Between July 2 and July 16, 1979, three patients were reported to have gram-positive cocci as seen on Gram stain of excised, macerated heart valve tissue. No organisms were isolated in culture; however, our usual procedure for handling such valves is not adequate for isolation of strict anaerobes. The first patient was treated for presumed endocarditis; this resulted in three additional weeks of hospitalization.
Review of the remaining 34 patients who had heart valve replacement surgery between February 1 and July 20, 1979 revealed three additional cases.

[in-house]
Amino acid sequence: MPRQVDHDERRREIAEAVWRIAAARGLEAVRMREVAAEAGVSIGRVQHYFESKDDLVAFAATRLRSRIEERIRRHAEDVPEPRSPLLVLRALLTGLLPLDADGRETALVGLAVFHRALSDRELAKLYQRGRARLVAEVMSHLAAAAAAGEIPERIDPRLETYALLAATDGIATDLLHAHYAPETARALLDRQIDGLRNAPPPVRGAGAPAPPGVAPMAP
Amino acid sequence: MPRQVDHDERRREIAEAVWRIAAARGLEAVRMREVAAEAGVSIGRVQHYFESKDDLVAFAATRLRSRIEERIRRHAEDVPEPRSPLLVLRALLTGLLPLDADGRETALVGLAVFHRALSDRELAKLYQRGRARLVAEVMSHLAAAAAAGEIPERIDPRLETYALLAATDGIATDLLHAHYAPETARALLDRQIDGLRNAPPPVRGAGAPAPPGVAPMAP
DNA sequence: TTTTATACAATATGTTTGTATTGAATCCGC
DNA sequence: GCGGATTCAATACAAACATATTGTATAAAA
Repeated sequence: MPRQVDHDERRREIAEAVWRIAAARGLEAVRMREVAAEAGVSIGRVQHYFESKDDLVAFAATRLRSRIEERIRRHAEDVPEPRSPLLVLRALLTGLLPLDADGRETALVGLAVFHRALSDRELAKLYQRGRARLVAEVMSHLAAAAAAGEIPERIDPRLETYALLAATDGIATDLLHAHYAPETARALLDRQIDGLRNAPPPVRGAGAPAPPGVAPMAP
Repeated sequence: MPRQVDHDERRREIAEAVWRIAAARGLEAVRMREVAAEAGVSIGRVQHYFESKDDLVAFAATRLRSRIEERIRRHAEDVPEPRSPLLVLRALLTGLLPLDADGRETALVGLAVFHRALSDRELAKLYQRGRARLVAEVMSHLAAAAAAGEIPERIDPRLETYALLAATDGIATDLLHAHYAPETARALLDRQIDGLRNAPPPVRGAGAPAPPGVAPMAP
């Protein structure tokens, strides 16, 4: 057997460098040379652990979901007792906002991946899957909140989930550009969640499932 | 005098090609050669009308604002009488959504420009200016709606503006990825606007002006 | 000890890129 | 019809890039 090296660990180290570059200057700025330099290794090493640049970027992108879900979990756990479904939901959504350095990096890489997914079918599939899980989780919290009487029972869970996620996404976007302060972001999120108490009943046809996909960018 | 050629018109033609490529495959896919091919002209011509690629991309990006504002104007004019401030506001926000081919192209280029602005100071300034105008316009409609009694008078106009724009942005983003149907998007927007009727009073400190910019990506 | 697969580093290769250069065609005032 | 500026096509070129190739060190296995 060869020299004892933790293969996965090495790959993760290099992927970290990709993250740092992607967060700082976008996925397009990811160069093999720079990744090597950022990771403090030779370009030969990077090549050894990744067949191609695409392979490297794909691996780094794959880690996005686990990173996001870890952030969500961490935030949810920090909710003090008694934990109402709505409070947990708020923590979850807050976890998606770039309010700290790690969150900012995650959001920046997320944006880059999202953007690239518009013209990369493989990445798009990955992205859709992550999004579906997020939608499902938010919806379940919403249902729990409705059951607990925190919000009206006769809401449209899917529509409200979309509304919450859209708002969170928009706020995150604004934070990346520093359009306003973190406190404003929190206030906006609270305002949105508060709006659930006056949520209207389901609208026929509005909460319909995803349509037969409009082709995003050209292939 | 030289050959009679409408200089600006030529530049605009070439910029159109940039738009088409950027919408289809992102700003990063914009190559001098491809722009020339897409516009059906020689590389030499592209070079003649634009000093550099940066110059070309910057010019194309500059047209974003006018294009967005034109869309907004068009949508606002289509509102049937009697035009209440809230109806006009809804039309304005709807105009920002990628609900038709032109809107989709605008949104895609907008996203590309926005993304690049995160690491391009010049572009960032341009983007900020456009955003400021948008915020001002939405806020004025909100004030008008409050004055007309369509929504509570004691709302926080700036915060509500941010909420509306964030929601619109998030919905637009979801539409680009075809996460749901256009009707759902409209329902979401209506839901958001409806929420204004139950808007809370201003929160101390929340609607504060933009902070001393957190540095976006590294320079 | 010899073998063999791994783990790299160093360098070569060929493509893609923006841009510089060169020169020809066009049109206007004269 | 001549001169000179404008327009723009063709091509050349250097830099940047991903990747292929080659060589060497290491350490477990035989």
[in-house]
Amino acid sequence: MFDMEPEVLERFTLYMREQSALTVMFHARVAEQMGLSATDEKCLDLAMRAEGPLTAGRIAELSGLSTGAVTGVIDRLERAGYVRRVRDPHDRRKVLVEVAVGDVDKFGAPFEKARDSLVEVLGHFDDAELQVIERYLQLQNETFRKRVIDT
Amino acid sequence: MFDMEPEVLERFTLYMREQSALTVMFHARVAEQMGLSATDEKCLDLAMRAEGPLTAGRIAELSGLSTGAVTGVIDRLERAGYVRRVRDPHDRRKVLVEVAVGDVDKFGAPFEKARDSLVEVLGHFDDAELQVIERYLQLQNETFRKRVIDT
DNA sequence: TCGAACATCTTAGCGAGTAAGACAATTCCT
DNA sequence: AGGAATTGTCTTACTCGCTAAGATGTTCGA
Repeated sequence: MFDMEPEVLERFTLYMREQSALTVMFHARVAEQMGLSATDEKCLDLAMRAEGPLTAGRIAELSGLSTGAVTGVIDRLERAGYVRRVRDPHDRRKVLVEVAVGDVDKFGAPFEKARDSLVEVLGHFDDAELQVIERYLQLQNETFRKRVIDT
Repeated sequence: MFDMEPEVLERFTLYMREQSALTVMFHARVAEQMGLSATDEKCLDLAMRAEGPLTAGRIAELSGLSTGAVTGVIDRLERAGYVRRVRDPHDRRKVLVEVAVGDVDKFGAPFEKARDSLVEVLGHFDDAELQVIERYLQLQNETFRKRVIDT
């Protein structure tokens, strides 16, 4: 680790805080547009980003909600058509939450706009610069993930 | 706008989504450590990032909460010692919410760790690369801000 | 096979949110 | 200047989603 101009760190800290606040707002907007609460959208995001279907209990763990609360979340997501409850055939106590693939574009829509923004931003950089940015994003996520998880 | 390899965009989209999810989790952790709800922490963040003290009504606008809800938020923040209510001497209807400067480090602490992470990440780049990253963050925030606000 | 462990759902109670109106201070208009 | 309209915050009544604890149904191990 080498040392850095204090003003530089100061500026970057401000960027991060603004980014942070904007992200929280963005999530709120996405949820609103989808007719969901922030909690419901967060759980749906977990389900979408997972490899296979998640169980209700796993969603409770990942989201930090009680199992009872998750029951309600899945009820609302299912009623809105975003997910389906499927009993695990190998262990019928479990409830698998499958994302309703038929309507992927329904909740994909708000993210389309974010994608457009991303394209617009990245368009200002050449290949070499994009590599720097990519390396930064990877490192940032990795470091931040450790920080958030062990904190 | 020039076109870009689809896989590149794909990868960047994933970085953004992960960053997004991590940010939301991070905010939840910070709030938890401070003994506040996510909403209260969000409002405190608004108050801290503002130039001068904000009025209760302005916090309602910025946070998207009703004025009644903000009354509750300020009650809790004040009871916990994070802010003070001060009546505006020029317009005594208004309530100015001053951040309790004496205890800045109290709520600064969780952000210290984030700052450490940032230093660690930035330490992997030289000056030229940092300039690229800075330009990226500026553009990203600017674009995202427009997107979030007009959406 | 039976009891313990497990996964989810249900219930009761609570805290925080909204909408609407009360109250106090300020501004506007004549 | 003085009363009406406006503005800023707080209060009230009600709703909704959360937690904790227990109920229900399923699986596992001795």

Careful analysis revealed that nonviable, gram-positive cocci present in commercially prepared trypticase soy broth were being added to the tissue just prior to mortar and pestle grinding in the microbiology laboratory. The contaminated tubes were noted to have a visible sediment when carefully examined.
The procedure for handling the broth has been revised; a simple screening procedure is used now to identify potentially contaminated broth. No further instances of false positive results on Gram-staining of heart value tissue have occurred since this screening procedure was introduced.